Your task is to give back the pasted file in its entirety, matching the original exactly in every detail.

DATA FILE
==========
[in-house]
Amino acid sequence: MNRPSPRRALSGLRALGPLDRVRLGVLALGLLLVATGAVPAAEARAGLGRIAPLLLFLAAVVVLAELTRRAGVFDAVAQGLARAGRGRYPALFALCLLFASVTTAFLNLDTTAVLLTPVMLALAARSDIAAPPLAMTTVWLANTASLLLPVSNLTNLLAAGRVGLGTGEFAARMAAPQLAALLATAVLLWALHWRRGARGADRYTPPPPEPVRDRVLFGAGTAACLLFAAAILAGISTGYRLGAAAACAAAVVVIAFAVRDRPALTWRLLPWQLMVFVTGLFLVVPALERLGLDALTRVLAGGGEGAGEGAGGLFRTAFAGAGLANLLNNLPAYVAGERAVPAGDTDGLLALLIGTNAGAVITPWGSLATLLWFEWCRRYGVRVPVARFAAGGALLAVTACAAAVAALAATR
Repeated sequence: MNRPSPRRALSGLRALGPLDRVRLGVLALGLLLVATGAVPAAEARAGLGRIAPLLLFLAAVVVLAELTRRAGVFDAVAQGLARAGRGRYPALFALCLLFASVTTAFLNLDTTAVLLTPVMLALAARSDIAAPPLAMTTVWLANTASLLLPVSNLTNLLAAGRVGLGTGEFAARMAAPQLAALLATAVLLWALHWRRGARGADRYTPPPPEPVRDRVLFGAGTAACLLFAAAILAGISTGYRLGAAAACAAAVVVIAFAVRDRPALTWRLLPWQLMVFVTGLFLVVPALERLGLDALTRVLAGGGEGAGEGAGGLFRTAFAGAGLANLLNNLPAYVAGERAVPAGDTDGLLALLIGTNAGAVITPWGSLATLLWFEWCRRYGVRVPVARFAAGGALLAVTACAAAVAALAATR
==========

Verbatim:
[in-house]
Amino acid sequence: MNRPSPRRALSGLRALGPLDRVRLGVLALGLLLVATGAVPAAEARAGLGRIAPLLLFLAAVVVLAELTRRAGVFDAVAQGLARAGRGRYPALFALCLLFASVTTAFLNLDTTAVLLTPVMLALAARSDIAAPPLAMTTVWLANTASLLLPVSNLTNLLAAGRVGLGTGEFAARMAAPQLAALLATAVLLWALHWRRGARGADRYTPPPPEPVRDRVLFGAGTAACLLFAAAILAGISTGYRLGAAAACAAAVVVIAFAVRDRPALTWRLLPWQLMVFVTGLFLVVPALERLGLDALTRVLAGGGEGAGEGAGGLFRTAFAGAGLANLLNNLPAYVAGERAVPAGDTDGLLALLIGTNAGAVITPWGSLATLLWFEWCRRYGVRVPVARFAAGGALLAVTACAAAVAALAATR
Repeated sequence: MNRPSPRRALSGLRALGPLDRVRLGVLALGLLLVATGAVPAAEARAGLGRIAPLLLFLAAVVVLAELTRRAGVFDAVAQGLARAGRGRYPALFALCLLFASVTTAFLNLDTTAVLLTPVMLALAARSDIAAPPLAMTTVWLANTASLLLPVSNLTNLLAAGRVGLGTGEFAARMAAPQLAALLATAVLLWALHWRRGARGADRYTPPPPEPVRDRVLFGAGTAACLLFAAAILAGISTGYRLGAAAACAAAVVVIAFAVRDRPALTWRLLPWQLMVFVTGLFLVVPALERLGLDALTRVLAGGGEGAGEGAGGLFRTAFAGAGLANLLNNLPAYVAGERAVPAGDTDGLLALLIGTNAGAVITPWGSLATLLWFEWCRRYGVRVPVARFAAGGALLAVTACAAAVAALAATR